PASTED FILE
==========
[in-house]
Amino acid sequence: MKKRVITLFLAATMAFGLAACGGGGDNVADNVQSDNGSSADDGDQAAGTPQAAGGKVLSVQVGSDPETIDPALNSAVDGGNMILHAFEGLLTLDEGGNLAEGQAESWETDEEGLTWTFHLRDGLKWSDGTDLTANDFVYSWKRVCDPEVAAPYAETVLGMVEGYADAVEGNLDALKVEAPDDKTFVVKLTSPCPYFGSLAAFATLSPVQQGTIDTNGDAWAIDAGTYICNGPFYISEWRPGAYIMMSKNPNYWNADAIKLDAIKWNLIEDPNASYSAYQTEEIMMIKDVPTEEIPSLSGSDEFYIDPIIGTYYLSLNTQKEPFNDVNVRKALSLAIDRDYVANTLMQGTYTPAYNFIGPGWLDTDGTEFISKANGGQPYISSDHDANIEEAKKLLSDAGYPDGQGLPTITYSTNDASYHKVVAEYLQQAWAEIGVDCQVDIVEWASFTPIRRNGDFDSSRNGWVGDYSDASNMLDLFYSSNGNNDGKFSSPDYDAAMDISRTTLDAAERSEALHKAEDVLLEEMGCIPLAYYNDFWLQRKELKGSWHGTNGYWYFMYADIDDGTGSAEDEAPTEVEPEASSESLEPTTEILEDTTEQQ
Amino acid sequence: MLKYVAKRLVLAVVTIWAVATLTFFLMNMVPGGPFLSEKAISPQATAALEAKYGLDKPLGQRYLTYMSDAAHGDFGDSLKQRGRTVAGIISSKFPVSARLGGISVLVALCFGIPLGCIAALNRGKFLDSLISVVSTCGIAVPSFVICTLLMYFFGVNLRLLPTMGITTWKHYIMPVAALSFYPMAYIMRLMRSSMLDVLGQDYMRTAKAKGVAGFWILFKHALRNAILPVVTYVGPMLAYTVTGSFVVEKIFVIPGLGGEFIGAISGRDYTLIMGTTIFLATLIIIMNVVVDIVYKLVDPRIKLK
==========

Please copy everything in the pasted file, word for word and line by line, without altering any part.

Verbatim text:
[in-house]
Amino acid sequence: MKKRVITLFLAATMAFGLAACGGGGDNVADNVQSDNGSSADDGDQAAGTPQAAGGKVLSVQVGSDPETIDPALNSAVDGGNMILHAFEGLLTLDEGGNLAEGQAESWETDEEGLTWTFHLRDGLKWSDGTDLTANDFVYSWKRVCDPEVAAPYAETVLGMVEGYADAVEGNLDALKVEAPDDKTFVVKLTSPCPYFGSLAAFATLSPVQQGTIDTNGDAWAIDAGTYICNGPFYISEWRPGAYIMMSKNPNYWNADAIKLDAIKWNLIEDPNASYSAYQTEEIMMIKDVPTEEIPSLSGSDEFYIDPIIGTYYLSLNTQKEPFNDVNVRKALSLAIDRDYVANTLMQGTYTPAYNFIGPGWLDTDGTEFISKANGGQPYISSDHDANIEEAKKLLSDAGYPDGQGLPTITYSTNDASYHKVVAEYLQQAWAEIGVDCQVDIVEWASFTPIRRNGDFDSSRNGWVGDYSDASNMLDLFYSSNGNNDGKFSSPDYDAAMDISRTTLDAAERSEALHKAEDVLLEEMGCIPLAYYNDFWLQRKELKGSWHGTNGYWYFMYADIDDGTGSAEDEAPTEVEPEASSESLEPTTEILEDTTEQQ
Amino acid sequence: MLKYVAKRLVLAVVTIWAVATLTFFLMNMVPGGPFLSEKAISPQATAALEAKYGLDKPLGQRYLTYMSDAAHGDFGDSLKQRGRTVAGIISSKFPVSARLGGISVLVALCFGIPLGCIAALNRGKFLDSLISVVSTCGIAVPSFVICTLLMYFFGVNLRLLPTMGITTWKHYIMPVAALSFYPMAYIMRLMRSSMLDVLGQDYMRTAKAKGVAGFWILFKHALRNAILPVVTYVGPMLAYTVTGSFVVEKIFVIPGLGGEFIGAISGRDYTLIMGTTIFLATLIIIMNVVVDIVYKLVDPRIKLK